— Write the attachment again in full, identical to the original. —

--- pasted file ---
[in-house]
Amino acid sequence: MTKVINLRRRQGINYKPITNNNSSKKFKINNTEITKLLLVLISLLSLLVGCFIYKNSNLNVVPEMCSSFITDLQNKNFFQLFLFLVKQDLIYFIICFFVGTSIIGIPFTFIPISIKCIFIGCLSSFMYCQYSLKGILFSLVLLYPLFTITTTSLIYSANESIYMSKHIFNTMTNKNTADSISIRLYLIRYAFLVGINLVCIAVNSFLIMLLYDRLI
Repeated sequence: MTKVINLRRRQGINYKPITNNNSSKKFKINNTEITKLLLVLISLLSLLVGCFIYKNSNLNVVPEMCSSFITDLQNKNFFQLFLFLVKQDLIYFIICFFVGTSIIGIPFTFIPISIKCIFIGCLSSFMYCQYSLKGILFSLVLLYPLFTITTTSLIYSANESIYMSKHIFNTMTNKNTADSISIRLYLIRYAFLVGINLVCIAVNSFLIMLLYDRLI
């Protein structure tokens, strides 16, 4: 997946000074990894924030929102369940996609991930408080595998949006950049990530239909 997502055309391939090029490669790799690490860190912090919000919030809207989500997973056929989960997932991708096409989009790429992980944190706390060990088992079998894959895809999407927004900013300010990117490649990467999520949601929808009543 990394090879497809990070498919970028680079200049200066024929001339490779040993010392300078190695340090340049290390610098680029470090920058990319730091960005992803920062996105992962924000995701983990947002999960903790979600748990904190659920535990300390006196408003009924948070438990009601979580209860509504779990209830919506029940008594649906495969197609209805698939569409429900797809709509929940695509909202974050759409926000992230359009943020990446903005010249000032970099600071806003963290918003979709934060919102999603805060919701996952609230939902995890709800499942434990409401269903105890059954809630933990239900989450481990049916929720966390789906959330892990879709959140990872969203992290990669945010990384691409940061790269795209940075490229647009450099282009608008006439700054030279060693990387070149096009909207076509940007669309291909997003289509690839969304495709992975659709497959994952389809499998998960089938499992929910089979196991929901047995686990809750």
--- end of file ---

[in-house]
Amino acid sequence: MTKVINLRRRQGINYKPITNNNSSKKFKINNTEITKLLLVLISLLSLLVGCFIYKNSNLNVVPEMCSSFITDLQNKNFFQLFLFLVKQDLIYFIICFFVGTSIIGIPFTFIPISIKCIFIGCLSSFMYCQYSLKGILFSLVLLYPLFTITTTSLIYSANESIYMSKHIFNTMTNKNTADSISIRLYLIRYAFLVGINLVCIAVNSFLIMLLYDRLI
Repeated sequence: MTKVINLRRRQGINYKPITNNNSSKKFKINNTEITKLLLVLISLLSLLVGCFIYKNSNLNVVPEMCSSFITDLQNKNFFQLFLFLVKQDLIYFIICFFVGTSIIGIPFTFIPISIKCIFIGCLSSFMYCQYSLKGILFSLVLLYPLFTITTTSLIYSANESIYMSKHIFNTMTNKNTADSISIRLYLIRYAFLVGINLVCIAVNSFLIMLLYDRLI
């Protein structure tokens, strides 16, 4: 997946000074990894924030929102369940996609991930408080595998949006950049990530239909 997502055309391939090029490669790799690490860190912090919000919030809207989500997973056929989960997932991708096409989009790429992980944190706390060990088992079998894959895809999407927004900013300010990117490649990467999520949601929808009543 990394090879497809990070498919970028680079200049200066024929001339490779040993010392300078190695340090340049290390610098680029470090920058990319730091960005992803920062996105992962924000995701983990947002999960903790979600748990904190659920535990300390006196408003009924948070438990009601979580209860509504779990209830919506029940008594649906495969197609209805698939569409429900797809709509929940695509909202974050759409926000992230359009943020990446903005010249000032970099600071806003963290918003979709934060919102999603805060919701996952609230939902995890709800499942434990409401269903105890059954809630933990239900989450481990049916929720966390789906959330892990879709959140990872969203992290990669945010990384691409940061790269795209940075490229647009450099282009608008006439700054030279060693990387070149096009909207076509940007669309291909997003289509690839969304495709992975659709497959994952389809499998998960089938499992929910089979196991929901047995686990809750």